Shooter isn’t content just to recycle old tropes. After making clear that the Vision’s powers are based on making himself insubstantial, he follows up with a power trick (never used before or since?) where the Vision defeats a swarm of ants with an electrified shock. But that does nothing to stop Ant Man from taking out a pair of Avengers with his patented, grow-suddenly-to-full size sneak attack, expertly set in motion by Perez’s pencils.

Avengers #161, George Perez & Jim Shooter

The timely arrive of Hank’s wife — Janet Pym, the Wasp — allows the Avengers to get the upper hand, and take stock of what drove Hank off his nut.

Here Shooter employs his mastery of backstory, rooting Hank’s breakdown in the character’s checkered history. Madness isn’t too much to expect of a character who’s brain has been stressed by a career filled with growing and shrinking powers, and poor Hank has had breakdowns and multiple personalities in his past.

Avengers #161, George Perez & Jim Shooter

The Avengers, of course, take all of this in stride, and quickly act to help their fallen friend.

Even a transitional scene affords room for Shooter to provide characterization. Here we see the Beast — having only recently joined the team — struggling to fit in with the rest of the Avengers.

Avengers #161, George Perez & Jim Shooter

Looking back on these tales, of course, we know that they are Ultron stories, but at the time, his reintroduction was a bit of a shock. His appearance was hinted-at in the preceding issue #160, but Ultron had been out of action since taking a powder in Fantastic Four #150, three years before. That’s a long time for a Marvel super-villian to stay on the bench. While making an indelible mark in his introduction arc circa Avengers #55, I’d argue that it is in these Shooter/Perez stories (which would continue in Avengers #170-171) where Ultron became an A-list Marvel bad guy.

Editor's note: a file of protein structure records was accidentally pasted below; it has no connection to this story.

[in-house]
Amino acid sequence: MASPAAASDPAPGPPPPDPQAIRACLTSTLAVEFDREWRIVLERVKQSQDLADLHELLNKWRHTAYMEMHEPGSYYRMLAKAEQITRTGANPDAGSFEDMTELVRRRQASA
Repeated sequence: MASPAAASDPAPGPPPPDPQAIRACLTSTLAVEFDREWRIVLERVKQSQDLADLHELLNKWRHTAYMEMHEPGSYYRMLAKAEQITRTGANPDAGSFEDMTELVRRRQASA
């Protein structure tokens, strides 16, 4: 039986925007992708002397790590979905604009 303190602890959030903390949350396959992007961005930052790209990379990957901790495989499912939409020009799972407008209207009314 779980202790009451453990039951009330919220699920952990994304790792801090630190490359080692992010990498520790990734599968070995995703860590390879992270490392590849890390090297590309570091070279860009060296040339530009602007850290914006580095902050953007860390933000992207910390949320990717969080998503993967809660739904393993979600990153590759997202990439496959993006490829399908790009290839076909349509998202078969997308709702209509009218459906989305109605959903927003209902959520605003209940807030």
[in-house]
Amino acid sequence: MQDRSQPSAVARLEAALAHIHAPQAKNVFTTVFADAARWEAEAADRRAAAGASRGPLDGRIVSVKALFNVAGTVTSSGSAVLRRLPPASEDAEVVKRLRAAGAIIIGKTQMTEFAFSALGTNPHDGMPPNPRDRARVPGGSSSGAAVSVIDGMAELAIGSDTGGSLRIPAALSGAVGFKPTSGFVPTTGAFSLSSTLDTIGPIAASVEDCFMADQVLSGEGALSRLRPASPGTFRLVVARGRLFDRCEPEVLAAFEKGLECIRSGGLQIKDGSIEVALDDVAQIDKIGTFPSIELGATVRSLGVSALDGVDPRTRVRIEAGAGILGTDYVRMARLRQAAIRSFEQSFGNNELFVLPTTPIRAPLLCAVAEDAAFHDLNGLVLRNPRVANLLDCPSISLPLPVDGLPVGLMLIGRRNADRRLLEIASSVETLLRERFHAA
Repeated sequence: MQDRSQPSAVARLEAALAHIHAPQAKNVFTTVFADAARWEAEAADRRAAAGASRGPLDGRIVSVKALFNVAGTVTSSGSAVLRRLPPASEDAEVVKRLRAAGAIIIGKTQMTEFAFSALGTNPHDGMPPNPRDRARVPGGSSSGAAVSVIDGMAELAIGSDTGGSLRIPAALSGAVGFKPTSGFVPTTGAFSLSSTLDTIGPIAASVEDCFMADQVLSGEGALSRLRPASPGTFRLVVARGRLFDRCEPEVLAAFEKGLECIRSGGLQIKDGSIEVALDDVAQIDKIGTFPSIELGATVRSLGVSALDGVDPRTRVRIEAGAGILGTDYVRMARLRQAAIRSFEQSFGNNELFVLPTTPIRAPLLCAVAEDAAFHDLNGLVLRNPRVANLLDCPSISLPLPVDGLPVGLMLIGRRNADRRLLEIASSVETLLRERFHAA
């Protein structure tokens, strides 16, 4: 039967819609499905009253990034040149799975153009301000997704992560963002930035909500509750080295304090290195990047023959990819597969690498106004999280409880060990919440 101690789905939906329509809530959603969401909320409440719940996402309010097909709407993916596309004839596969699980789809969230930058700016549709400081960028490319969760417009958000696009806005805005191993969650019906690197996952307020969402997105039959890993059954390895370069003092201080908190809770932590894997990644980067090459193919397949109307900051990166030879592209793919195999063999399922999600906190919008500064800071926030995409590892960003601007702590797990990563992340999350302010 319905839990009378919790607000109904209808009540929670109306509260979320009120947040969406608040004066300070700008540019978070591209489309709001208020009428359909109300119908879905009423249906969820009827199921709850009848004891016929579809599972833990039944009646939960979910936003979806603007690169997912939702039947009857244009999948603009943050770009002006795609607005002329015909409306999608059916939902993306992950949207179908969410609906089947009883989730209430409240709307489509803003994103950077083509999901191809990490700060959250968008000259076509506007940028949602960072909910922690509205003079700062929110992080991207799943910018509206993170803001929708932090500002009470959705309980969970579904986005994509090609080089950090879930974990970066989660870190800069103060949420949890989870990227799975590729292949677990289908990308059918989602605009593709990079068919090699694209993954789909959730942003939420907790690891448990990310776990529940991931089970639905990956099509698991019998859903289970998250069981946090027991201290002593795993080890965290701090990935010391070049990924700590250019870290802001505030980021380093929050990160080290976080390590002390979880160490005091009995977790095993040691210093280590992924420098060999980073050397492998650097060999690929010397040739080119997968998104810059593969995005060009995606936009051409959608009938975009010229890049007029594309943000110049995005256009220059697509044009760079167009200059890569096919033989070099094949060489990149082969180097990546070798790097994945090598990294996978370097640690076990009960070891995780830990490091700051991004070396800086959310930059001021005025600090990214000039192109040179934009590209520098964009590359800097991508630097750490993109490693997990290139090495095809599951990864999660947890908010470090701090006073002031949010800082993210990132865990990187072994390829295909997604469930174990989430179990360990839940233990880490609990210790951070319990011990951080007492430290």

Avengers #161, George Perez & Jim Shooter

It’s perfectly appropriate for a megalomaniacal rage case like Ultron to state his name during his dramatic entrance (which again helps new readers), and in the fight that follows demonstrates through action the villain’s extraordinary strength and the invulnerability granted by his adamantium body. Iron Man gets humiliated a second time, having cleared those ants out of his helmet only to have his transistors drained by the bad guy. Again we see Shooter’s touch with exposition, leaving no doubt about how Ultron has felled Iron Man.

Avengers #161, George Perez & Jim Shooter

Round One to Ultron!

Avengers #161, George Perez & Jim Shooter

It is in issue #161 that the emotional undercurrents of this story are fully realized, as we learn of Ultron’s scheme. Ultron’s plan is deeply disturbed, and revolves around deceiving his creator/father, Hank Pym, into working his will …

Avengers #162, George Perez & Jim Shooter

Hank’s brains are still too scrambled to see what is coming, but certain of the Avengers begin to entertain dark concerns.

(And as an aside, I think Perez proves himself an especially great Iron Man artist in this issue — I feel like I can see my own reflection in Iron Man’s face plate thanks to the way Perez draws the character).

Avengers #162, George Perez & Jim Shooter

Meanwhile, back at Ultron’s secret lab, Hank abets his monstrous creation in draining the life force from his own wife, Janet (who by extension is Ultron’s mother!) into the unnamed shell of Ultron’s intended bride. This is the first appearance of Jocasta, a largely-forgotten part-time Avenger who would go on to feature in some pretty decent comics in this era.

Avengers #162, George Perez & Jim Shooter

But by investing his affections in this mechanical obsession, the previously-impervious Ultron also inherits a liability. His love of his bride makes Ultron vulnerable in new and disturbingly-human ways — a weakness Iron Man is quick to exploit.

Avengers #162, George Perez & Jim Shooter

It is a mean-spirited way to defeat a villain — a point Shooter skillfully drives home when Black Panther later admonishes Iron Man for attaining victory in such dishonorable fashion — and the Avengers don’t seem to win this battle so much as they attain a temporary reprieve. Ultron quits the field but this conflict is far from resolved.